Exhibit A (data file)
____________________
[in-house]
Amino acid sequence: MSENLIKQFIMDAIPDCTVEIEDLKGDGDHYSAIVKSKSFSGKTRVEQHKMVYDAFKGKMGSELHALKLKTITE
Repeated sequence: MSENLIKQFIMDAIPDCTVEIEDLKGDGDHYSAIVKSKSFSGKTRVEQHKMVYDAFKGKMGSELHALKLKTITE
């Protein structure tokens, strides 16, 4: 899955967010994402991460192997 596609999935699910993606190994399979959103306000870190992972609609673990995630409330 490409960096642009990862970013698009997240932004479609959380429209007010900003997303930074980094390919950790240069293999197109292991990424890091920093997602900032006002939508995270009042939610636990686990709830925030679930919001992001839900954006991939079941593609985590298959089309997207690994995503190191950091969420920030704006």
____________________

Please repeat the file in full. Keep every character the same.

[in-house]
Amino acid sequence: MSENLIKQFIMDAIPDCTVEIEDLKGDGDHYSAIVKSKSFSGKTRVEQHKMVYDAFKGKMGSELHALKLKTITE
Repeated sequence: MSENLIKQFIMDAIPDCTVEIEDLKGDGDHYSAIVKSKSFSGKTRVEQHKMVYDAFKGKMGSELHALKLKTITE
């Protein structure tokens, strides 16, 4: 899955967010994402991460192997 596609999935699910993606190994399979959103306000870190992972609609673990995630409330 490409960096642009990862970013698009997240932004479609959380429209007010900003997303930074980094390919950790240069293999197109292991990424890091920093997602900032006002939508995270009042939610636990686990709830925030679930919001992001839900954006991939079941593609985590298959089309997207690994995503190191950091969420920030704006």